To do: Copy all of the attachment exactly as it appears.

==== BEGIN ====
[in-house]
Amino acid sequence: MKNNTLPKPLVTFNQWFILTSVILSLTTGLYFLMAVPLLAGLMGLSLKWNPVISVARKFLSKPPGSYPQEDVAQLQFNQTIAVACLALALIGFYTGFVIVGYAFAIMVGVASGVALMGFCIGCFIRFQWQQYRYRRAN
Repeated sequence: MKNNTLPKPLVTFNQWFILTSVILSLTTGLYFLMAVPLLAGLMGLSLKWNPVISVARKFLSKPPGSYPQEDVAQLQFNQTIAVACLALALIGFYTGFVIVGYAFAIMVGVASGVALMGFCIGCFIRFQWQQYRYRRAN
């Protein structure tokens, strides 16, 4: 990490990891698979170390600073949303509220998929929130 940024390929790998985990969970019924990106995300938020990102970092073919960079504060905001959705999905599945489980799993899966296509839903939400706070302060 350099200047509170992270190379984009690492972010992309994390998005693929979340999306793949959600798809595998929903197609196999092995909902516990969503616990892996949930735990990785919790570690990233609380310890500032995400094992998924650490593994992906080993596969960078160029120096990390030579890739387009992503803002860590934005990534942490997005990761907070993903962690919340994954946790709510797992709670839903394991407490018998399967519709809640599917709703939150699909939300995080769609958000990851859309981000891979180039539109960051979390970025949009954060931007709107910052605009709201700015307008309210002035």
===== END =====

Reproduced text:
[in-house]
Amino acid sequence: MKNNTLPKPLVTFNQWFILTSVILSLTTGLYFLMAVPLLAGLMGLSLKWNPVISVARKFLSKPPGSYPQEDVAQLQFNQTIAVACLALALIGFYTGFVIVGYAFAIMVGVASGVALMGFCIGCFIRFQWQQYRYRRAN
Repeated sequence: MKNNTLPKPLVTFNQWFILTSVILSLTTGLYFLMAVPLLAGLMGLSLKWNPVISVARKFLSKPPGSYPQEDVAQLQFNQTIAVACLALALIGFYTGFVIVGYAFAIMVGVASGVALMGFCIGCFIRFQWQQYRYRRAN
């Protein structure tokens, strides 16, 4: 990490990891698979170390600073949303509220998929929130 940024390929790998985990969970019924990106995300938020990102970092073919960079504060905001959705999905599945489980799993899966296509839903939400706070302060 350099200047509170992270190379984009690492972010992309994390998005693929979340999306793949959600798809595998929903197609196999092995909902516990969503616990892996949930735990990785919790570690990233609380310890500032995400094992998924650490593994992906080993596969960078160029120096990390030579890739387009992503803002860590934005990534942490997005990761907070993903962690919340994954946790709510797992709670839903394991407490018998399967519709809640599917709703939150699909939300995080769609958000990851859309981000891979180039539109960051979390970025949009954060931007709107910052605009709201700015307008309210002035």